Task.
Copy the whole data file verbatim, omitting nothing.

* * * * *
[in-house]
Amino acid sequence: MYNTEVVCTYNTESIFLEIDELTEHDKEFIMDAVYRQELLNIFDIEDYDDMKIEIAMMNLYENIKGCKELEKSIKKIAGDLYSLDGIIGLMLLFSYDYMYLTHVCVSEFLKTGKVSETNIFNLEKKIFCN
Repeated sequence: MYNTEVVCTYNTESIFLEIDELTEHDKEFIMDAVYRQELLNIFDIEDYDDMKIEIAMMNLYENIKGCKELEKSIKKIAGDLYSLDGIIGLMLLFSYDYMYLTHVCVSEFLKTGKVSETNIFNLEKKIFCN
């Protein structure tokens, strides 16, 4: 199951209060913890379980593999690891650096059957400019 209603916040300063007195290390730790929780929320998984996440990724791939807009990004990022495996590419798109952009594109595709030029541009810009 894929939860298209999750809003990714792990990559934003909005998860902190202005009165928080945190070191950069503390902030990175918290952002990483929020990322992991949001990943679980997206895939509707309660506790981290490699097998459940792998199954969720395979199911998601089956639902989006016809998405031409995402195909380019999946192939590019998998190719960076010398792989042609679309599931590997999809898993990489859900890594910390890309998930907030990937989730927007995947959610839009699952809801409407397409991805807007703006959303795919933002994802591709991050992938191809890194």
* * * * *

[in-house]
Amino acid sequence: MYNTEVVCTYNTESIFLEIDELTEHDKEFIMDAVYRQELLNIFDIEDYDDMKIEIAMMNLYENIKGCKELEKSIKKIAGDLYSLDGIIGLMLLFSYDYMYLTHVCVSEFLKTGKVSETNIFNLEKKIFCN
Repeated sequence: MYNTEVVCTYNTESIFLEIDELTEHDKEFIMDAVYRQELLNIFDIEDYDDMKIEIAMMNLYENIKGCKELEKSIKKIAGDLYSLDGIIGLMLLFSYDYMYLTHVCVSEFLKTGKVSETNIFNLEKKIFCN
């Protein structure tokens, strides 16, 4: 199951209060913890379980593999690891650096059957400019 209603916040300063007195290390730790929780929320998984996440990724791939807009990004990022495996590419798109952009594109595709030029541009810009 894929939860298209999750809003990714792990990559934003909005998860902190202005009165928080945190070191950069503390902030990175918290952002990483929020990322992991949001990943679980997206895939509707309660506790981290490699097998459940792998199954969720395979199911998601089956639902989006016809998405031409995402195909380019999946192939590019998998190719960076010398792989042609679309599931590997999809898993990489859900890594910390890309998930907030990937989730927007995947959610839009699952809801409407397409991805807007703006959303795919933002994802591709991050992938191809890194």